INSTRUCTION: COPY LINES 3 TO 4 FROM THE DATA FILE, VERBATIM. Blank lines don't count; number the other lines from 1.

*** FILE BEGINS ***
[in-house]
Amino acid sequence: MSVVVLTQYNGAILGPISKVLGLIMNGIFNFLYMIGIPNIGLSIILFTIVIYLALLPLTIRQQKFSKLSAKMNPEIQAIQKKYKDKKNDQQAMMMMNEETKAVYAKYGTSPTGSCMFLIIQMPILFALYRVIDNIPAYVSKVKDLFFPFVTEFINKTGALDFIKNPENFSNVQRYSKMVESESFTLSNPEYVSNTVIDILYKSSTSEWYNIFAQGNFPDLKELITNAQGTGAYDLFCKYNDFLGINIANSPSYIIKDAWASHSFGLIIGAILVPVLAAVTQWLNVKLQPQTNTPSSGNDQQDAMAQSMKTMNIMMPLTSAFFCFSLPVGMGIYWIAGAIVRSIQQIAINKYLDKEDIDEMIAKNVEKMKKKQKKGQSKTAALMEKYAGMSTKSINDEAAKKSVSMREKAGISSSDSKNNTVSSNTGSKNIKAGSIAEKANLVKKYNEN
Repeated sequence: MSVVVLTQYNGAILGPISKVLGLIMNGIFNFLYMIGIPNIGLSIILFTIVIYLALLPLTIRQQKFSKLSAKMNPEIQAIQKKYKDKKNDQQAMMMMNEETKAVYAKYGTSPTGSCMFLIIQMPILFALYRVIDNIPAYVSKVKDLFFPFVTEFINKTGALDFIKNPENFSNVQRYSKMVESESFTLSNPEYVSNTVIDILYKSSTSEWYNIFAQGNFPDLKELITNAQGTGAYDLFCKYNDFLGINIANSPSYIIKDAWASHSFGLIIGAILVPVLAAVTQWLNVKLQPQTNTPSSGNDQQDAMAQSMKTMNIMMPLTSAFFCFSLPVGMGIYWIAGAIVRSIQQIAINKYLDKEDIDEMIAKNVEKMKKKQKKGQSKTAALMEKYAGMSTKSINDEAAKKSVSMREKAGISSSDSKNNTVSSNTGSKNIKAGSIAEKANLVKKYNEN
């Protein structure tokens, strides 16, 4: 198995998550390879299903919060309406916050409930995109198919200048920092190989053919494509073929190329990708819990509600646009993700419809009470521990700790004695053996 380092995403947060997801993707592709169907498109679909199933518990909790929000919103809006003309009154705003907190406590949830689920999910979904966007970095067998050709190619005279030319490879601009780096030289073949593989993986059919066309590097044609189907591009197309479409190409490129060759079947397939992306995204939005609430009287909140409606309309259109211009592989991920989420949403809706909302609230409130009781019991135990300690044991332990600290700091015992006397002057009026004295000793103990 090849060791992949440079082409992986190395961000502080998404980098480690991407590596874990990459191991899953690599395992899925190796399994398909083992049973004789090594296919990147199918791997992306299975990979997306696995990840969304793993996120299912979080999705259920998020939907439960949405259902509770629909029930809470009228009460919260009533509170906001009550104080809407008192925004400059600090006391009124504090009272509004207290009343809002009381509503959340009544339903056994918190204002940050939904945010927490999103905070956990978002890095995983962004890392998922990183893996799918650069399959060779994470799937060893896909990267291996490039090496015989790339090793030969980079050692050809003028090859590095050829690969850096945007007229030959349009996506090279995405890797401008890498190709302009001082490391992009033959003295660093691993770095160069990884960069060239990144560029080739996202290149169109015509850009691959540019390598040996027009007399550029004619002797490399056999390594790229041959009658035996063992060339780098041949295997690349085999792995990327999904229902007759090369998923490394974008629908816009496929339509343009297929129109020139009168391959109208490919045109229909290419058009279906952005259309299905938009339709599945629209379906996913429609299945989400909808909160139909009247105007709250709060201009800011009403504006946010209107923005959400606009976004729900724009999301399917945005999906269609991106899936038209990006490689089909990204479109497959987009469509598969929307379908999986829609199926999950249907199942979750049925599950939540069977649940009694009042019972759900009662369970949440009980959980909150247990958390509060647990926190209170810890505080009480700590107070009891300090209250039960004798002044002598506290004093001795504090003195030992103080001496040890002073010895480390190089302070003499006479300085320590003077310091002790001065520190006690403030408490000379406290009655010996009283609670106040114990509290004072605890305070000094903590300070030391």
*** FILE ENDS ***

Repeated sequence: MSVVVLTQYNGAILGPISKVLGLIMNGIFNFLYMIGIPNIGLSIILFTIVIYLALLPLTIRQQKFSKLSAKMNPEIQAIQKKYKDKKNDQQAMMMMNEETKAVYAKYGTSPTGSCMFLIIQMPILFALYRVIDNIPAYVSKVKDLFFPFVTEFINKTGALDFIKNPENFSNVQRYSKMVESESFTLSNPEYVSNTVIDILYKSSTSEWYNIFAQGNFPDLKELITNAQGTGAYDLFCKYNDFLGINIANSPSYIIKDAWASHSFGLIIGAILVPVLAAVTQWLNVKLQPQTNTPSSGNDQQDAMAQSMKTMNIMMPLTSAFFCFSLPVGMGIYWIAGAIVRSIQQIAINKYLDKEDIDEMIAKNVEKMKKKQKKGQSKTAALMEKYAGMSTKSINDEAAKKSVSMREKAGISSSDSKNNTVSSNTGSKNIKAGSIAEKANLVKKYNEN
């Protein structure tokens, strides 16, 4: 198995998550390879299903919060309406916050409930995109198919200048920092190989053919494509073929190329990708819990509600646009993700419809009470521990700790004695053996 380092995403947060997801993707592709169907498109679909199933518990909790929000919103809006003309009154705003907190406590949830689920999910979904966007970095067998050709190619005279030319490879601009780096030289073949593989993986059919066309590097044609189907591009197309479409190409490129060759079947397939992306995204939005609430009287909140409606309309259109211009592989991920989420949403809706909302609230409130009781019991135990300690044991332990600290700091015992006397002057009026004295000793103990 090849060791992949440079082409992986190395961000502080998404980098480690991407590596874990990459191991899953690599395992899925190796399994398909083992049973004789090594296919990147199918791997992306299975990979997306696995990840969304793993996120299912979080999705259920998020939907439960949405259902509770629909029930809470009228009460919260009533509170906001009550104080809407008192925004400059600090006391009124504090009272509004207290009343809002009381509503959340009544339903056994918190204002940050939904945010927490999103905070956990978002890095995983962004890392998922990183893996799918650069399959060779994470799937060893896909990267291996490039090496015989790339090793030969980079050692050809003028090859590095050829690969850096945007007229030959349009996506090279995405890797401008890498190709302009001082490391992009033959003295660093691993770095160069990884960069060239990144560029080739996202290149169109015509850009691959540019390598040996027009007399550029004619002797490399056999390594790229041959009658035996063992060339780098041949295997690349085999792995990327999904229902007759090369998923490394974008629908816009496929339509343009297929129109020139009168391959109208490919045109229909290419058009279906952005259309299905938009339709599945629209379906996913429609299945989400909808909160139909009247105007709250709060201009800011009403504006946010209107923005959400606009976004729900724009999301399917945005999906269609991106899936038209990006490689089909990204479109497959987009469509598969929307379908999986829609199926999950249907199942979750049925599950939540069977649940009694009042019972759900009662369970949440009980959980909150247990958390509060647990926190209170810890505080009480700590107070009891300090209250039960004798002044002598506290004093001795504090003195030992103080001496040890002073010895480390190089302070003499006479300085320590003077310091002790001065520190006690403030408490000379406290009655010996009283609670106040114990509290004072605890305070000094903590300070030391």